September USDA Report

I know everyone is racing to get all they can prepared for the storm. There is still a great deal of uncertainty but I hope everyone stays safe. Please let us know if there is anything we can do. Train power has been pulled out of most of the southeast in preparation and feedmills have made all the feed they can in case they lose electricity. There may be big needs for corn once the storm has passed depending on the condition and ability of the railroad to return service. 

The major surprise on USDA report was corn yield. Market was anticipating a slight drop in corn yield based on all the private estimates but USDA raised it from 178.4 last month to 181.3. Early yield results have come in mixed. Market has reacted by trading down 14 cents on corn and down 16 on wheat. The world corn carryout number came in above the average guess but within the range for this report and still indicates a huge drawdown from last year and the tightest world ending stocks since the mid 1970’s. Despite todays action, we do not believe corn can afford to continue to trade too much lower as there is still rationing that needs to be done on the world balance sheet. We also need corn acres in South America which have to compete with South American beans. There were some news reports before the crop report indicating Washington had opened discussions with China regarding the additional tariffs scheduled to go into effect soon which has helped support beans. USDA raised bean yield as expected but absent the trade news, beans would probably have a harder time hanging on. We have a big crop in the US, but it is not in the bin yet. We have priced in no Chinese purchases and it remains to be seen where/how/if they can replace our soybeans. Wheat was fairly neutral, but USDA left Russian production and export estimates unchanged. Wheat is trading lower mostly in sympathy with corn. With threatening weather continuing to build and get worse in Australia, continuing dry weather in Russia for planting and Argentinian wheat locked tightly away, the world balance sheet looks friendly on wheat as well.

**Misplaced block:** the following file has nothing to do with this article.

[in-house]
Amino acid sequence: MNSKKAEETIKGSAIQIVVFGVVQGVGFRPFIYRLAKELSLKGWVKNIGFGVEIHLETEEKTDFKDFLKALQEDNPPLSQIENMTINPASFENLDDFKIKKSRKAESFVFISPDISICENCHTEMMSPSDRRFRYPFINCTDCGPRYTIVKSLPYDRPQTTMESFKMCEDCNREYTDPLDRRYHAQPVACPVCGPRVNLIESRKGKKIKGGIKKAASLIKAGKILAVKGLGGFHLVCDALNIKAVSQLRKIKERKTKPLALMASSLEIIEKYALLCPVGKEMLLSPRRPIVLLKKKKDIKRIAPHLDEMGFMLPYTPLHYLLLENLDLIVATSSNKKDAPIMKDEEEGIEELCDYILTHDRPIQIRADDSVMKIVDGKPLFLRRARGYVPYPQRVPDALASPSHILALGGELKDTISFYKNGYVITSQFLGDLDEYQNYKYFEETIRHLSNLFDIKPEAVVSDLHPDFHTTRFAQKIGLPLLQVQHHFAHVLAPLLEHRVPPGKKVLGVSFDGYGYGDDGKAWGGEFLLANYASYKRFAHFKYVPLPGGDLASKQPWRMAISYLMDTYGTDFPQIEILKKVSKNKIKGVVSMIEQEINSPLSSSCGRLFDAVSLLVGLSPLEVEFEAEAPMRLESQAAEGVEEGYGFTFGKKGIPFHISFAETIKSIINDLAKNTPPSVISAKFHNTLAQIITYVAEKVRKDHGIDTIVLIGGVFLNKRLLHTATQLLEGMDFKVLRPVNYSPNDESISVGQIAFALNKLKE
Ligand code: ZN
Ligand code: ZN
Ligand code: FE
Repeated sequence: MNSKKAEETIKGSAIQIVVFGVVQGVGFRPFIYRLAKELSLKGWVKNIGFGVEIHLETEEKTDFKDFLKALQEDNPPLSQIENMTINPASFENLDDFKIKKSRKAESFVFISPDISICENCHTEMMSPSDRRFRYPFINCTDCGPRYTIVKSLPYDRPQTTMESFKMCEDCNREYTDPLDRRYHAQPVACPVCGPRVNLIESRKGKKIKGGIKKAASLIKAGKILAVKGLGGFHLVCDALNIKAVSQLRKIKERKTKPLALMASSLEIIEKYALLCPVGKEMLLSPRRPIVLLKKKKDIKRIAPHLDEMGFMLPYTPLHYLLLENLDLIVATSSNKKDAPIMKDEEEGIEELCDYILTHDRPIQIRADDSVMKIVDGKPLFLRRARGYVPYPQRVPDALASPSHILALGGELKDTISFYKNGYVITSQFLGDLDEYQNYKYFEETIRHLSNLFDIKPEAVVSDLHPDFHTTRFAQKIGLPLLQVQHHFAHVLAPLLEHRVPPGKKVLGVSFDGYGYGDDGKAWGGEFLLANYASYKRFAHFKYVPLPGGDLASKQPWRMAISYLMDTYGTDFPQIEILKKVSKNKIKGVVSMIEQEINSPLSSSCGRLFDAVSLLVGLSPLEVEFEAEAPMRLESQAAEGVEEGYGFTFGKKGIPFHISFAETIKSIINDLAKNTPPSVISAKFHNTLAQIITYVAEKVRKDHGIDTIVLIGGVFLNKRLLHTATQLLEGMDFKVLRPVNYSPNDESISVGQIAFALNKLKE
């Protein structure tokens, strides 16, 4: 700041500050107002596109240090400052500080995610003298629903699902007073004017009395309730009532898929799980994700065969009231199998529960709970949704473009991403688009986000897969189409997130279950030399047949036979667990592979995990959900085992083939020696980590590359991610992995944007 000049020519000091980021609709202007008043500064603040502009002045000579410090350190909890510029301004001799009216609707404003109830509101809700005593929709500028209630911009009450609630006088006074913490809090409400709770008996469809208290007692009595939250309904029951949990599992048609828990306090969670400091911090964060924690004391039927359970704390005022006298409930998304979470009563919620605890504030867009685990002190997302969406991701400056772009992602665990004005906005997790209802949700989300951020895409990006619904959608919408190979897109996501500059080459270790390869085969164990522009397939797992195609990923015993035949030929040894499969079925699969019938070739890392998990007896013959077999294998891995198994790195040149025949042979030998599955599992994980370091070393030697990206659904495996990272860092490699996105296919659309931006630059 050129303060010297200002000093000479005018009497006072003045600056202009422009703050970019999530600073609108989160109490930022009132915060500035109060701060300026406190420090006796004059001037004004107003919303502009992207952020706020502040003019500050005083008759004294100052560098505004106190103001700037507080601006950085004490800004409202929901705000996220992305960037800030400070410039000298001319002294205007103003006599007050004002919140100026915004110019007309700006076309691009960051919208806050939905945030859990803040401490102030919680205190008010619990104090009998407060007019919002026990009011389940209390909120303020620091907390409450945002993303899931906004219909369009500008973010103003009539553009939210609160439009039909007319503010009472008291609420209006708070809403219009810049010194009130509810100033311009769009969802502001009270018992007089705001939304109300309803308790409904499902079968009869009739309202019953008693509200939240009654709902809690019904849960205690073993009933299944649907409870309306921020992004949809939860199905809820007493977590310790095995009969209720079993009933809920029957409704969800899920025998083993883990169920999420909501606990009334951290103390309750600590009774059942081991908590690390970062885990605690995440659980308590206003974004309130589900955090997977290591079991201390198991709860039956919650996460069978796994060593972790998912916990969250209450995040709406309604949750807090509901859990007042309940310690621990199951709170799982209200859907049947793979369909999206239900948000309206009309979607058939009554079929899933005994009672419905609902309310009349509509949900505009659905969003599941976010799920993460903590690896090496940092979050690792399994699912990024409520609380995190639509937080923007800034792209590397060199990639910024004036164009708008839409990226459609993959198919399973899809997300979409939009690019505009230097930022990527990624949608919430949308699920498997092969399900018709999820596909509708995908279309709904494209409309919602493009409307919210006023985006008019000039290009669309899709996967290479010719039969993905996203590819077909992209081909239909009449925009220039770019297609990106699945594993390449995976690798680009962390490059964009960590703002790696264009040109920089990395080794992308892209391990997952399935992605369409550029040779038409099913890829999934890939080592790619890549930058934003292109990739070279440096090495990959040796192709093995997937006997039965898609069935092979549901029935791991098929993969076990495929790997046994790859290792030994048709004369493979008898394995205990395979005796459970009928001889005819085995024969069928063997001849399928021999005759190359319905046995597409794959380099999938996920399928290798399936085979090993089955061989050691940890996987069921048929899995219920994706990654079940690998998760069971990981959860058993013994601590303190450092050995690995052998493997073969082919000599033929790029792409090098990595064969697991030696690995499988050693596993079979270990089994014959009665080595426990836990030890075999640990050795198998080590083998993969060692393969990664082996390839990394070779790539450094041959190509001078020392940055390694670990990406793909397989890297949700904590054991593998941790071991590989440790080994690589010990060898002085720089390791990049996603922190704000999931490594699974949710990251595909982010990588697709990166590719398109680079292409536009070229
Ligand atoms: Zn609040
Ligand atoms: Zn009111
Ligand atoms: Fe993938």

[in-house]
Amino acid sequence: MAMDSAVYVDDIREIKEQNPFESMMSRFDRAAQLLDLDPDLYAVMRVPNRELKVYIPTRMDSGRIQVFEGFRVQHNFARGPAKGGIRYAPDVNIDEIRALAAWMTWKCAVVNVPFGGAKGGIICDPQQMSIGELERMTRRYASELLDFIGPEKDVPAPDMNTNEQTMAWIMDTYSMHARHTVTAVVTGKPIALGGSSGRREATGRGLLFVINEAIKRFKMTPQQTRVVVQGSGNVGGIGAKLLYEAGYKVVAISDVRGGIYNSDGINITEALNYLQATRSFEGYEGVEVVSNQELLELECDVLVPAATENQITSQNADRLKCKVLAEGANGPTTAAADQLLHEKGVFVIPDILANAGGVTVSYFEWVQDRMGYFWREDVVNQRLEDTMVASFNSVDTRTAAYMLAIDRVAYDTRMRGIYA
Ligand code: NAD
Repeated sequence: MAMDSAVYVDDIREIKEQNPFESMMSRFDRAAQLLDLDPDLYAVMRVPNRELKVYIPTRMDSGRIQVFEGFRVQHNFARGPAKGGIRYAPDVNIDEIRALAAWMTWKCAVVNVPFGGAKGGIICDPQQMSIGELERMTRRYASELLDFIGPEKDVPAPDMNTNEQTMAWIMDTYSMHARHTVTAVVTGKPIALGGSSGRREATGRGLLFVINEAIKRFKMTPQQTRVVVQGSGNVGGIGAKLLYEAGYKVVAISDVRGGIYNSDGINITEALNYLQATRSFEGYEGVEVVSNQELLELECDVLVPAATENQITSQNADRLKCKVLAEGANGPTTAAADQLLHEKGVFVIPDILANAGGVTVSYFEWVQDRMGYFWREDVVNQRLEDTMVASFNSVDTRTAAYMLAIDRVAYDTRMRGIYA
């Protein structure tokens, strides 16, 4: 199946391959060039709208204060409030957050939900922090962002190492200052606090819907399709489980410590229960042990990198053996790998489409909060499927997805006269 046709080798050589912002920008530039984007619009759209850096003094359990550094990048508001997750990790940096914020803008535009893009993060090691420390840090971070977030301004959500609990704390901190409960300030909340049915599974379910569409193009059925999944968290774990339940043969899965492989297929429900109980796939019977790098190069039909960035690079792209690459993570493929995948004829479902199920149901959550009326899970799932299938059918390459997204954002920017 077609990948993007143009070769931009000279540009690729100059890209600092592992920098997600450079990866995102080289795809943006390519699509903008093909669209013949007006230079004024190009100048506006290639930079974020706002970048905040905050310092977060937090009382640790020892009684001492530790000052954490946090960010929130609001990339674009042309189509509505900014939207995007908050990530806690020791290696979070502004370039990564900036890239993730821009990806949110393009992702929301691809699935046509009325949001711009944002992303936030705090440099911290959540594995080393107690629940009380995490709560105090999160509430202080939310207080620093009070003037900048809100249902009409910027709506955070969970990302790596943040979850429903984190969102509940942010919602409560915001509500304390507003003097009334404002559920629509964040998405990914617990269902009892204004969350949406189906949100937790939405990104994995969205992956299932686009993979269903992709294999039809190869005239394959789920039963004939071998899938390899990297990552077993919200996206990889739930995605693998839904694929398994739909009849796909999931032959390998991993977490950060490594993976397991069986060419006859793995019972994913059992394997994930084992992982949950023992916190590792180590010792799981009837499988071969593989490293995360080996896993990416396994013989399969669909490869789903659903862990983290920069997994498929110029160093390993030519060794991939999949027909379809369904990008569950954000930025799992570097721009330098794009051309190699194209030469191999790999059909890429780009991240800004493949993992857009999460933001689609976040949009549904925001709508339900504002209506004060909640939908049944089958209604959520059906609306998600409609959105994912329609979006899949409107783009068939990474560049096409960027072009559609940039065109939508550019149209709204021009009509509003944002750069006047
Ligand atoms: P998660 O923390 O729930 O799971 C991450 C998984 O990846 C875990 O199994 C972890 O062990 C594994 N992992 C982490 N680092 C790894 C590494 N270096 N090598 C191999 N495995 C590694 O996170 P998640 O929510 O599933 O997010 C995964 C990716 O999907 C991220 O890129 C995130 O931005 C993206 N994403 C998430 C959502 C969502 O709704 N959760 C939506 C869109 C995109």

In summary, the corn and wheat markets which fundamentally have the most upside potential take it on the chin today while beans who are building stocks in the world are managing to trade higher. We need to see more yields from the Midwest to confirm or refute USDA’s yield.